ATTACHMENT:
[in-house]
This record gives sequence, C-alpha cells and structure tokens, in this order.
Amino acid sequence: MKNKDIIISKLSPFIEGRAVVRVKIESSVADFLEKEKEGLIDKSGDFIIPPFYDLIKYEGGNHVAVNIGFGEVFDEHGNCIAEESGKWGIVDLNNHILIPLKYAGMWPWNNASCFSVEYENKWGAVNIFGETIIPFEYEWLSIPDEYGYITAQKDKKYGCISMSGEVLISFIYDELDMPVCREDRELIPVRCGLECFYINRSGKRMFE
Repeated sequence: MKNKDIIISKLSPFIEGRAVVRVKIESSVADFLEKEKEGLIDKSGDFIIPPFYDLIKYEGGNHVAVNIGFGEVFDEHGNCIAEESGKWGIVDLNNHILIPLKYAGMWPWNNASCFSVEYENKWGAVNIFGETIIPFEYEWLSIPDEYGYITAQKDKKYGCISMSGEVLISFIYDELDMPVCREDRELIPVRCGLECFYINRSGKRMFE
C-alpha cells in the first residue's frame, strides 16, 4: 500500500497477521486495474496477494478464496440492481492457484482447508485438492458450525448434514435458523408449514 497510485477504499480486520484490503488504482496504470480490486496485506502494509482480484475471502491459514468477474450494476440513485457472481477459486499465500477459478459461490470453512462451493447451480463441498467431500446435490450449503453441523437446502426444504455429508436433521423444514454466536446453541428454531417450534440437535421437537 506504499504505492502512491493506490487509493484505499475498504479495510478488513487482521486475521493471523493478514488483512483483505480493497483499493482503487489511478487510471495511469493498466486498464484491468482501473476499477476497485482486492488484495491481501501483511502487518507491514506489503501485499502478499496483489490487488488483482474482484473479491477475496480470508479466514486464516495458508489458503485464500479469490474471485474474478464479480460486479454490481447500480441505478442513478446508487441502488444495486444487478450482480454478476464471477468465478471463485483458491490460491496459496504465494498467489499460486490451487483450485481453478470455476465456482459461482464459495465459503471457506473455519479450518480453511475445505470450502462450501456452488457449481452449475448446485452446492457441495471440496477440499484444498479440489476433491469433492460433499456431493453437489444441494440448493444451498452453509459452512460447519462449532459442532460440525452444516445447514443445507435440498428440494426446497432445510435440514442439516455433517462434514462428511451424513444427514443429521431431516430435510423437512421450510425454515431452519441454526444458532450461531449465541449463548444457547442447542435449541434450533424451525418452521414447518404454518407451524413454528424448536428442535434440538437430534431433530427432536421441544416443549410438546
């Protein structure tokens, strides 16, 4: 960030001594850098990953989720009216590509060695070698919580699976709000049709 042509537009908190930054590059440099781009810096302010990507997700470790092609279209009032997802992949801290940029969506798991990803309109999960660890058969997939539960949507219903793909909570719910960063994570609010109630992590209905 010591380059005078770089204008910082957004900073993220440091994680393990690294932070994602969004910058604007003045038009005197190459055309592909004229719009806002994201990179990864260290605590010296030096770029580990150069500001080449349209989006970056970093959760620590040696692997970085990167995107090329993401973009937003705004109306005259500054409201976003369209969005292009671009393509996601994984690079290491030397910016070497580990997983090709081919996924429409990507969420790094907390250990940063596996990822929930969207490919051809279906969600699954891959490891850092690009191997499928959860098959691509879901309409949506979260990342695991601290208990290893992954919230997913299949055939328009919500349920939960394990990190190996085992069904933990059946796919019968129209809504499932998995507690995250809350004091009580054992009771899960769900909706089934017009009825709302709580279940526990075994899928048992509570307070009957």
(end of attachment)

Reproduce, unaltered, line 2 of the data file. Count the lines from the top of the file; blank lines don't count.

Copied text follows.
This record gives sequence, C-alpha cells and structure tokens, in this order.